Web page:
Roger and Me

1063 Words5 Pages
The documentary film Roger and Me, directed by Michael Moore, is an excellent documentary which is meant to portray the closing of a General Motors (GM) factory in Flint, Michigan, and its subsequent effects on the town. Using a wide variety of effective techniques, Moore seeks to elicit sympathy among the viewers of the film as he demonstrates the extreme hardships caused on the town's economics and lifestyle due to the factory's closing.

In the 1980s, American factories were closing at a rapid pace. President Reagan's famous "trickle-down" economics helped large corporations increase profits while at the same time he reduced the power of the union with the firing of over 11,000 Air Traffic Controllers who had gone on strike (Le Blanc 122).

Some of the many factories to be affected by these economic changes were those owned by GM in Flint, Michigan. By first laying off thousands of workers and then closing the plants altogether, GM ultimately eliminated over 30,000 jobs in the city of Flint.

Moore opens the film with a brief description of his childhood years in Flint. This is important as right from the outset we learn of any possible bias that might influence the making of the film: Moore's entire family worked for GM. While Moore attempts to be objective as he creates the film, it is important that the viewer is aware of the bias inherent in the filmmaking.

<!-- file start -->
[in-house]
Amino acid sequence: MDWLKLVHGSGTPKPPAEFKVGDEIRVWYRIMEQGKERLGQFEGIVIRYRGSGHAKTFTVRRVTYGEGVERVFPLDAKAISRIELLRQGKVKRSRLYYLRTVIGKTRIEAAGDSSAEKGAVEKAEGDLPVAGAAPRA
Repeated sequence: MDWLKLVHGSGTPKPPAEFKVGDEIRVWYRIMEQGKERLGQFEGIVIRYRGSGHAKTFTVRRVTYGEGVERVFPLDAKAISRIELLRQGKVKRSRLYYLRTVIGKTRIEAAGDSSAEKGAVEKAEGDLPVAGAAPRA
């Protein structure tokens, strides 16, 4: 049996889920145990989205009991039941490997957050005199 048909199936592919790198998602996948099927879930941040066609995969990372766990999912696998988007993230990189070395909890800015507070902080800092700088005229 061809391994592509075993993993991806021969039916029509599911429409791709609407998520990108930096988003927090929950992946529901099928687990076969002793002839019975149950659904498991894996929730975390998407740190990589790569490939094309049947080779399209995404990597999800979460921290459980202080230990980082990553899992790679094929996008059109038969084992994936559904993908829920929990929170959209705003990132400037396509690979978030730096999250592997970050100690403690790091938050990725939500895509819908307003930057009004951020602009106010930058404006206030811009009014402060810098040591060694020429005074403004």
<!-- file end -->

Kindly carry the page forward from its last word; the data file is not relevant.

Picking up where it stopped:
He does, however, do an excellent job in providing objectivity in the film overall. Moore does a great deal of interviewing in the film and a wide selection of viewpoints presenting both sides are used. Many of the interviews are of former GM employees. Also interviewed by Moore are Tom Kay, GM spokesman; Pat Boone, former Chevrolet endorser a...

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... his possible bias right from the onset of the film which is extremely important.

In making use of extensive interviews, archival footage, and television news clips, as well as actual scenes from inside the factory, the documentary is extremely valid from a historical perspective. In his efforts to demonstrate to Americans outside of Flint what happened in his hometown, Moore's extensive use of irony draws in viewers and creates a documentary which remains compelling throughout its ninety minutes. In bringing the average person to, through the above techniques, truly care about the plight of the citizens of Flint, Moore has clearly shown that he has expertly created the documentary.

Another of his quotes from the DVD commentary accurately sums up the film as a whole: "On the surface it's kind of funny, but you're only laughing because you want to cry."
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